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Kah-Lo – the rapper, singer, and songwriter hybrid born Faridah Seriki – is planting her seeds in Western soil. The Nigerian-born artist has been making music back home for some time, but only got noticed on this side of the world two years ago with the single “Rinse and Repeat”, a bumpin’ tune she made with British electro DJ vet Riton. Last year, the track was nominated for Best Dance Recording at the Grammys, and its respective music video currently has over seven million views on YouTube. The golden nod is considered the ultimate sign of prestige for many artists, but Kah-Lo’s conscientious of the subsequent pressures that come with fast fame. And upon chatting it up with her, it’s apparent that her humble approach to stardom will result in a career that stretches beyond a mere fifteen minutes.
Kah-Lo is not your archetypal African musician, either. While most artists coming out of the continent are riding the Afrobeat wave, she’s in her own lane. Her roots are prevalent and can be heard in her tone and vernacular, but musically, she’s on a different tip. She lays down vocals over bass-heavy house tracks like “Fasta” and “Fake I.D.”; both songs easily could have been from London, or NYC, or Chicago or Detroit. Reminiscent of the ‘90s, an era when dance music was brimming with colors and birthed a new form of self-expression – primarily for black underground artists who were creating movements, well before the genre went global. Her astuteness, both sonically and geographically, speaks volumes. It also doesn’t hurt that her music is pretty damn good.
We caught up with Kah-Lo shortly before the release of her newest single with Riton, “Ginger”, to chat her illustrious place in the music world.
I have a closet in Lagos, Nigeria. I have a closet in New York. I don’t have a closet in London. I pretty much live out of my suitcase.
That’s a good question. I would say ‘no,’ because as far as house music, that comes from DJ Riton. He’s been doing this for like, 20 years. He knew all these branches of house music that I’d never heard of in my entire life. The melodies, lyrics and hooks are mine, but what you just described is Riton.
With the music we’re putting out right now, it’s mainly Europe. Those guys vibe to it the most. New York comes second, and Lagos last.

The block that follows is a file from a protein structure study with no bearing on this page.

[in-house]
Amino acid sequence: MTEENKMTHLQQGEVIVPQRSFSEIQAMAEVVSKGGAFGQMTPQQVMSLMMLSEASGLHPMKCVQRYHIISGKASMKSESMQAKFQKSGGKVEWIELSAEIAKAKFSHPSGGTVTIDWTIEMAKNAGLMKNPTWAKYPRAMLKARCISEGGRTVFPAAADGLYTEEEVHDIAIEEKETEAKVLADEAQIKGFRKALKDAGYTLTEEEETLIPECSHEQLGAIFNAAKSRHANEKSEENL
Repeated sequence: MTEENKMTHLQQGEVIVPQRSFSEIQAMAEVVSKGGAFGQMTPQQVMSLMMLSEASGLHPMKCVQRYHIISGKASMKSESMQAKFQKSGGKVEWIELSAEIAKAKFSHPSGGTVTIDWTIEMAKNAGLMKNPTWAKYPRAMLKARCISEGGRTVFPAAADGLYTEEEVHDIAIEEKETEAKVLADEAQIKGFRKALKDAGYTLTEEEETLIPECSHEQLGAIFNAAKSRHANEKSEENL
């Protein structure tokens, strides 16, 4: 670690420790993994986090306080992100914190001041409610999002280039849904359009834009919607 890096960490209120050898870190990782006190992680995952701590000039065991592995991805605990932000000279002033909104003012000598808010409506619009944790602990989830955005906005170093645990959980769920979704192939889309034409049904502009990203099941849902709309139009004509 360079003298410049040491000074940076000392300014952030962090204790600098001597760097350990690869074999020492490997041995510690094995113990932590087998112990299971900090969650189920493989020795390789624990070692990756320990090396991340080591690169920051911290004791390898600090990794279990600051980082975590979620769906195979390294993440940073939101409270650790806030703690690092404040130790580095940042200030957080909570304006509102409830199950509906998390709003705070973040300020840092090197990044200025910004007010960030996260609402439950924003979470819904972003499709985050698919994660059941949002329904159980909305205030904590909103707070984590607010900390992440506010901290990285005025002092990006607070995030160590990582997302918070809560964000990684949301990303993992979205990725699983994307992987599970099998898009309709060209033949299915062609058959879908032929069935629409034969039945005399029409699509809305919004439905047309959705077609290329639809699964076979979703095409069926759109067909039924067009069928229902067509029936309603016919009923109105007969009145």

When it comes to my music specifically, it’s mostly more Nigerians from the diaspora who went abroad and moved back, or who are more open-minded, that get my music. It’s not a lot of them, really. But there are those that really appreciate the sound. Unfortunately, I haven’t done a show out there yet. So, I can’t really say ‘Okay, it’s this amount of people.’ But it’s not comparable to Europe or New York.
Yeah. It would be nice to have a bigger presence where I’m from. But for now, I’m just naturally letting it ride out. I make music that I like.
When I first started I was in Nigeria, but when I started taking it more seriously I was in New York.
When I was a kid, people who inspired me to become a musician were American. It was mainly an American dream, almost. I didn’t come to America specifically to pursue that. I came here for school. I had already told my parents I wanted to make music, but as African parents, they are like, ‘School first.’ So, I did school, and then that finished, and they were like ‘Law school’, and I was like ‘Nope! You said school first – school is now finished. I’d like to do what I originally what I wanted to do.’ I ended up staying for another three or four years to make that happen.
I would say universal because like I said, the artists that inspired me were American. Sade also inspired me; she’s British-Nigerian, and she’s never shied away from that. But her talent transcends where she’s from. Even if we go away from that for a second and look at Lupita Nyong’o; her acting talent transcends where she’s from. I want that to happen, because a lot of the Nigerians who made it on that global scale were Nigerians that grew up abroad. It’s very rare to see ones who grew up in Nigeria. Like, no matter how far we go they still say, ‘You’re still this African/Nigerian artist.’ But if I had one dream, it’s to be properly global. The only artist that I can think of who achieved that is Rihanna. She’s from Barbados, and she’s become one of the most successful artists of our time. She’s unashamedly Bajan. That’s what I’d like to do.
Well, as I said, I just want a place where my talent transcends all of that. I didn’t even think it to be an issue until I googled black female artists of the past, like, 20 years, and I realized that 90, if more of them, are light-skinned. I was properly shook; I didn’t think it was that big an issue, but the Beyoncés the Rihannas, they’re all lighter-skinned. Amara La Negra is really pushing that right now. And she’s a dark-skinned artist speaking out; she’s become the most successful cast member of the Love and Hip-Hop Miami cast. People are seeing her as an example, and they’re really looking up to her. You would think with the internet we can transcend that and not dwell on it as much, but I have seen that it’s something that we darker skinned artists should be very much aware of… it just makes me sad inside.